Antifungal drug resistance (click to expand)
Recent annual global estimates of fungal infections in humans have indicated 3M cases of chronic pulmonary aspergillosis, ~220K cases of cryptococcal meningitis associated with HIV/AIDS, ~700K cases of invasive candidiasis, ~500K cases of Pneumocystis jirovecii-caused pneumonia, ~250K cases of invasive aspergillosis, ~100K cases of disseminated histoplasmosis, more than 10M cases of fungal-triggered asthma and ~1M cases of fungal keratitis 1-3. Fungal diseases have been leading to major social and economic costs in food systems 4,5, pushing animal species to the brink of extinction 6,7, and are on the rise due to global warming 8. A restricted number of therapeutic options against human fungal infections are available, including polyene (amphotericin B), echinocandin and azole compounds 9. In agriculture, fungicides include ethyl benzimidazole carbamates, succinate dehydrogenase inhibitors, anilinopyrimidines, quinone outside inhibitors, morpholines and azoles 10. Antifungal drug resistance due to the long term exposure to fungicides and concomitant cellular adaptation occurs because of the acquisition of genetic instability, target modification, overexpression of efflux pump genes, detoxification by metabolic enzymes, or hot spot amino acid substitutions 11,12.
Our project intends to explore the natural diversity in antifungal drug resistance using natural populations of the microbial eukaryote Neurospora crassa. We are also interested in studying transcription factors that regulate fungal sensitivity to drugs. We anticipate that our research will lead us to relevant data towards the understanding of antifungal drug resistance, a dramatic public health problem with worldwide ramifications.
Evolution of fungal allorecognition (click to expand)
Sociality is not restricted to the so-called ‘higher organisms’. In some filamentous fungi, somatic cell-cell fusion typifies a cooperative behavior that is essential for the formation of the multicellular hyphal network 1,2. It is the syncytial nature of the fungal mycelium that allows these organisms to translocate nutrients and organelles across the colony and efficiently grow and colonize substrates 3; hence, it is unsurprising that somatic cell fusion is beneficial for fitness in Neurospora crassa 4. Intercellular cooperation in N. crassa depends greatly on genetic similarity and conflict can arise from inopportune fusion between genetically nonidentical partners due to the transmission of infectious elements, assimilation of harmful genotypes or selection of cheaters, individuals that gain the benefit of social traits (e.g., enjoy public goods such as nutrients) while contributing less to their production 5. As microbes are evidently unable to use visual, olfactory or tactile cues to recognize their kin and socially evaluate potential fusion partners, cooperation versus competition is dictated by genetic relatedness at certain genomic loci, a phenomenon known as allorecognition. In multicellular colonies, hyphal fusion of strains carrying dissimilar het loci triggers a rapid response that leads to cell death 6. Importantly, this allorecognition reaction, known as heterokaryon incompatibility, is accompanied by septal plugging of the incompatible fusion compartment in a way that cell death is restricted to that particular area 6. This phenomenon has, thus, been portrayed as having an altruistic character, since part of the mycelium perishes for the benefit of the colonial community. Notably, heterokaryon incompatibility is inactive in germinated spores (germlings). However, genetic analyses of germling fusion in a wild population of N. crassa revealed that nonself recognition can occur at distance 7, during cell-cell adhesion 8 and after cytoplasmic mixing 9,10, resulting in various phenotypes that hinder the success of incompatible cell fusion events 11,12.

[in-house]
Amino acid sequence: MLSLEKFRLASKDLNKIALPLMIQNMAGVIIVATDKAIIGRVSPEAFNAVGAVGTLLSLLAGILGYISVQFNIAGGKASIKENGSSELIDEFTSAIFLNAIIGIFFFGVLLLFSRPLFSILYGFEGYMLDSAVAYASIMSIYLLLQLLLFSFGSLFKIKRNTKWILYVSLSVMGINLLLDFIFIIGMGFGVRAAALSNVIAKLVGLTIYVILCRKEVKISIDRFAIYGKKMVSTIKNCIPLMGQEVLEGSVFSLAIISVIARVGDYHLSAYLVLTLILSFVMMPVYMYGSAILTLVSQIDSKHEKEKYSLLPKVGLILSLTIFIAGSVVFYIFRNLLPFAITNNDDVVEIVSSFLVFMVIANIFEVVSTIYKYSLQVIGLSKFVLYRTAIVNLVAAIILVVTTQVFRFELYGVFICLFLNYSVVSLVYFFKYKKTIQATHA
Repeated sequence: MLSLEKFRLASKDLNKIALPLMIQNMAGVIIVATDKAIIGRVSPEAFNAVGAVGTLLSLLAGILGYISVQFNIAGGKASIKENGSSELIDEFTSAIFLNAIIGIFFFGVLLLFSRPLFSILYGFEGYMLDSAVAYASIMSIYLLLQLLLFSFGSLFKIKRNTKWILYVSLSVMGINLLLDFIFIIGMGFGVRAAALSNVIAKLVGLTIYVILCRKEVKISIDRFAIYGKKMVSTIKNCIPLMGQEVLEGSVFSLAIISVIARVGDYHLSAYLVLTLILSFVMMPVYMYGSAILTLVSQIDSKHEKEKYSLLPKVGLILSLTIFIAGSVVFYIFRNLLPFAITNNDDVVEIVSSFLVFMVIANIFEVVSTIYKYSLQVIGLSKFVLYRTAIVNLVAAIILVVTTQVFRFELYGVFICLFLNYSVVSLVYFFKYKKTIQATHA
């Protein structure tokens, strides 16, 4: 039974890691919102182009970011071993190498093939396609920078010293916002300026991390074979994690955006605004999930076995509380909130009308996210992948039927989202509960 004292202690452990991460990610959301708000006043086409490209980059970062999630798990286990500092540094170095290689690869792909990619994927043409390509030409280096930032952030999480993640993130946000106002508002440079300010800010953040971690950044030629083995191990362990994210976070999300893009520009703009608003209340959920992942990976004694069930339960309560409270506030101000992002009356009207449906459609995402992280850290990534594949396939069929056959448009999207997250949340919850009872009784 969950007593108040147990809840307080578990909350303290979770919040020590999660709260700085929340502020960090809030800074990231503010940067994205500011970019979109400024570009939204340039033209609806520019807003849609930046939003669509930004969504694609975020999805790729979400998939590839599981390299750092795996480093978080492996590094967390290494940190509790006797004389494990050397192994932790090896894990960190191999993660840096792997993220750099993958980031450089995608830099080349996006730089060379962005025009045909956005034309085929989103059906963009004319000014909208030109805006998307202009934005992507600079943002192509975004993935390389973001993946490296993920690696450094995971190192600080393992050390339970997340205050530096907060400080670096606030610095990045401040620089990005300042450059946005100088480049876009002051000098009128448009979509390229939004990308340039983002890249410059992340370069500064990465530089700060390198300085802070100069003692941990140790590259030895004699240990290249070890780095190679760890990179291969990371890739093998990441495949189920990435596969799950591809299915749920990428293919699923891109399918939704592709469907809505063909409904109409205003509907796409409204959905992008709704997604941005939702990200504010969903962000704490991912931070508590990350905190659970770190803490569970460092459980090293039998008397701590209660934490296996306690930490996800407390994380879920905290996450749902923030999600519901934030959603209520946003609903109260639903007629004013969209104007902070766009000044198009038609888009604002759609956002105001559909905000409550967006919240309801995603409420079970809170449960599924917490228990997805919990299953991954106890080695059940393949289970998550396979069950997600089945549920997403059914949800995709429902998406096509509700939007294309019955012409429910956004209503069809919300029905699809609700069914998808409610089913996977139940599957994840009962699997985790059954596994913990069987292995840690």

Since all of these allorecognition checkpoints are active and suppressed during asexual and sexual reproduction, respectively, our hypothesis is that genetic diversification in N. crassa (and potentially other heterothallic fungi) occurs preferentially via outbreeding. Our laboratory aims to analyze the evolution of fungal self/nonself recognition by undertaking an in silico approach. We intend to integrate our findings in the context of species within the Neurospora genus and their diverse sexual and asexual lifestyles.
Fungal biotechnology (click to expand)
While a number of fungal pathogens can lead to devastating consequences to plants, humans and other animals 1, many fungi play a major beneficial role in the bioeconomy 2,3. Firstly, some fungi are the base of multiple food products that rely on fermentative processes, including bread, beer, wine, cheese, soy sauce, tempeh and stinky tofu, while other species may be directly eaten -- the edible mushroom industry was worth USD 50 billion in 2019 and is projected to continue on an expansion trend 4. Furthermore, several features of some fungal species, such as the vigorous growth on inexpensive substrates, amenability for genetic engineering and large-scale production in submerged fermentations, and intrinsic ability to secrete large amounts of protein directly into the culture medium, has turned them into useful instruments for protein and chemical production. This includes essential compounds such as citric acid, β-lactam antibiotics, statins, a wide range of industrially-relevant enzymes and even some antifungals 2,3. Fungi used in this manner, for research or industrial purposes, include Aspergillus niger, Aspergillus oryzae, Trichoderma reesei, Myceliophthora thermophila, Neurospora crassa, Saccharomyces cerevisiae, Pichia pastoris, and others 5.